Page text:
The Blue Jays were embarrassed in Monday's series opener, with the Red Sox demolishing starter Ross Stripling and then Anthony Kay for 11 runs over the first two innings en route to the lopsided victory. This is the type of game where the Blue Jays can return the favor.
Ray has, surprisingly, been one of the best starters in the American League this season and without question is Toronto's best arm. While it's highly unlikely he will win the award, he offers incredible value to capture the AL Cy Young at +10,000 odds. The fact that statement can even be made is incredible — and a testament to the turnaround Ray has made this season.
The biggest thing behind his success is improved control, as the typically wild lefty has the lowest walk rate of his career, which has helped him avoid major damage despite struggling with the long ball. With Ray holding batters to a .213 average, not enough baserunners have been getting on for those home runs (1.68 HR/9 — the third-highest mark among qualified starters) to drive up his ERA, which stands at a stellar 2.93.
Ray throws gas and has a devastating slider, allowing him to consistently post elite strikeout rates and his newfound control of the zone has made him a difficult assignment for any lineup. The BoSox can swing it, but Ray has offered no reason to fade him, with Toronto winning four of his last five starts and the left-hander allowing more than three runs in just two of 18 outings.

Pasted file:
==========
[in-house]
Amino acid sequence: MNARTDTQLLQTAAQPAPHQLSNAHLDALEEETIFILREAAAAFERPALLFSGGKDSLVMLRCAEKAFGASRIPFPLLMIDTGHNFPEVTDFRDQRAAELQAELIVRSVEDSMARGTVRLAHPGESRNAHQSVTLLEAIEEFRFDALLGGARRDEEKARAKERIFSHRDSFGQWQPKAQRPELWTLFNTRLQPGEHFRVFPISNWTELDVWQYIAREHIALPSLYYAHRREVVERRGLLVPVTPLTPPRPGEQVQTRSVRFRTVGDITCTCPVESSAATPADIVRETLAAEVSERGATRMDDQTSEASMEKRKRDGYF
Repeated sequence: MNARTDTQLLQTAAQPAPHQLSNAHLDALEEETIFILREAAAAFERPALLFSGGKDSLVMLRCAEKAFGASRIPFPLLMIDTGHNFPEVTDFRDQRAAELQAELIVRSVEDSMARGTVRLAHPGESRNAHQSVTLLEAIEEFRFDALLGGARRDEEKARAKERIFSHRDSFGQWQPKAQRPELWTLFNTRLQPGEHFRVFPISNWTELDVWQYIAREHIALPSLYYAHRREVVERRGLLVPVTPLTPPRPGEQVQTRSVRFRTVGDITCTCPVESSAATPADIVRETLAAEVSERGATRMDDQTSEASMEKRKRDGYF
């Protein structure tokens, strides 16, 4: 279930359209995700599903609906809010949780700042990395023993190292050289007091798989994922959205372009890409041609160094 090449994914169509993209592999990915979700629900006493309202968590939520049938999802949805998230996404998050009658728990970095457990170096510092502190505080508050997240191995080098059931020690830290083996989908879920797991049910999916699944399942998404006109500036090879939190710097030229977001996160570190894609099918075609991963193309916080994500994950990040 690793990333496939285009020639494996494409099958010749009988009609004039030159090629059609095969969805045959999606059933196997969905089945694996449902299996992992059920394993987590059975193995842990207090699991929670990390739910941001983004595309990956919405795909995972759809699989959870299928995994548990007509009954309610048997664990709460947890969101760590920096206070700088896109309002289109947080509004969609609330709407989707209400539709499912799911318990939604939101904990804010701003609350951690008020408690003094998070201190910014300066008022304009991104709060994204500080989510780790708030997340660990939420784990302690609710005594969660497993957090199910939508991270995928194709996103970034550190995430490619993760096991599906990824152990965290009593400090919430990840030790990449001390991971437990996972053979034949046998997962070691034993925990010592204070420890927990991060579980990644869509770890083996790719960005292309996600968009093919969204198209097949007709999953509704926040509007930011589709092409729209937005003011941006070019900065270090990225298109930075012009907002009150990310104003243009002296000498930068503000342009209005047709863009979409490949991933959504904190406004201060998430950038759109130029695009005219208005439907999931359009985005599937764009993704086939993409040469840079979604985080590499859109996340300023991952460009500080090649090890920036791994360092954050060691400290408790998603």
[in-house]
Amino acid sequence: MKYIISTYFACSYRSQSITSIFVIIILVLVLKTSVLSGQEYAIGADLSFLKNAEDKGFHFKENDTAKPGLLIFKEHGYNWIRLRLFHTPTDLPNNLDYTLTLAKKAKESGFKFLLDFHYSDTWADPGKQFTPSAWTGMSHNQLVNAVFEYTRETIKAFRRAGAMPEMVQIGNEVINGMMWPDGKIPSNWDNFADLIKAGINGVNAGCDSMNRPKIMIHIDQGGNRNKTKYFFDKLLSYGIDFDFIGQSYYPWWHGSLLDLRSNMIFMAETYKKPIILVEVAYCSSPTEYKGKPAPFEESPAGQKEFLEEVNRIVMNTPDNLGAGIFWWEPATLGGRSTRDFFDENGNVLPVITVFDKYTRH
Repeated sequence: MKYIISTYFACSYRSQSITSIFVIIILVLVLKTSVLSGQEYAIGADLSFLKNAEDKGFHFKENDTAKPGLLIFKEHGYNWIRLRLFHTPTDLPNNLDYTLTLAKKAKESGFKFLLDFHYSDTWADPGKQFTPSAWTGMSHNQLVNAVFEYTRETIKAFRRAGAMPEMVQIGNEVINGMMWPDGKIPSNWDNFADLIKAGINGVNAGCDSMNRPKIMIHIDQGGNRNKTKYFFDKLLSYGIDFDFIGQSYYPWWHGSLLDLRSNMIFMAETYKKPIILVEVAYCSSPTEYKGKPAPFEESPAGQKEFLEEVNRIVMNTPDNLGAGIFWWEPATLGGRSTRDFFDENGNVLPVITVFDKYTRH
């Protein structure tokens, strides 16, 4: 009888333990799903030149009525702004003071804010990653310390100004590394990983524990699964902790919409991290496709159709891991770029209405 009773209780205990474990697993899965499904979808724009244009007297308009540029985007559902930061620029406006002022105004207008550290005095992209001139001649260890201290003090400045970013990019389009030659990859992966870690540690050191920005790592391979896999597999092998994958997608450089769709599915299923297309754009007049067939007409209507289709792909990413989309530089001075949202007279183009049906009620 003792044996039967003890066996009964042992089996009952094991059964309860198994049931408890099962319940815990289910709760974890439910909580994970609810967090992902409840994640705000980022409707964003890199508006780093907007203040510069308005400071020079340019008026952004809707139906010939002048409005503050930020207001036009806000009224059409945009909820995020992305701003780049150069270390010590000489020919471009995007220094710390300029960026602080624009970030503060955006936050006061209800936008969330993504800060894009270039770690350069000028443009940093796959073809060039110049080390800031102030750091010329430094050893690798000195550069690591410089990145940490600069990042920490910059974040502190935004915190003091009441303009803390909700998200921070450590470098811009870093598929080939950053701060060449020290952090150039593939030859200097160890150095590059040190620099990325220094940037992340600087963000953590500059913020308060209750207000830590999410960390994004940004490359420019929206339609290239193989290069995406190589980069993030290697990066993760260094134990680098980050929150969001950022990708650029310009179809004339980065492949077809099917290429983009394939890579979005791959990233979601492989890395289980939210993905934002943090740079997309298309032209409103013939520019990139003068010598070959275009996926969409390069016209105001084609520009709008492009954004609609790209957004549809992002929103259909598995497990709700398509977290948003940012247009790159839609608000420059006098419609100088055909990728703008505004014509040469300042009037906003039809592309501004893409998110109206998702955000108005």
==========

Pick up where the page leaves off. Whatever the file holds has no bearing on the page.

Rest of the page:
This is also a terrible spot for Richards, and the hard-hitting Blue Jays have already hurt him twice this season. While we love the Blue Jays for this matchup, they are such heavy favorites (-200 odds at a number of books) that they aren't playable on the moneyline. Take them on the runline instead.
PREDICTION: Toronto -1.5 (-104)
Even in a game that features Ray, who is one of only five AL starters with a sub-3.00 ERA, we're getting another double-digit total. That speaks to how strong these offenses are and how mediocre — at best — Richards is.
Toronto ranks first in MLB in OPS while Boston is fourth. The clubs are the MLB leaders in slugging and both are inside the Top 5 in batting average. The Blue Jays rank first in the AL in homers with Boston not far behind, sitting seventh in the majors, plus they are two of only five teams averaging more than 5.0 runs per game.
A combined seven players from their lineups made the All-Star Game, highlighted by MVP contenders Vladimir Guerrero Jr. and Xander Bogaerts. These are elite lineups that will punish pitchers and capitalize on mistakes. While we expect Toronto to do just that to Richards, who has allowed four-plus runs in seven of 18 starts, we wouldn't bank on the Red Sox doing the same to Ray.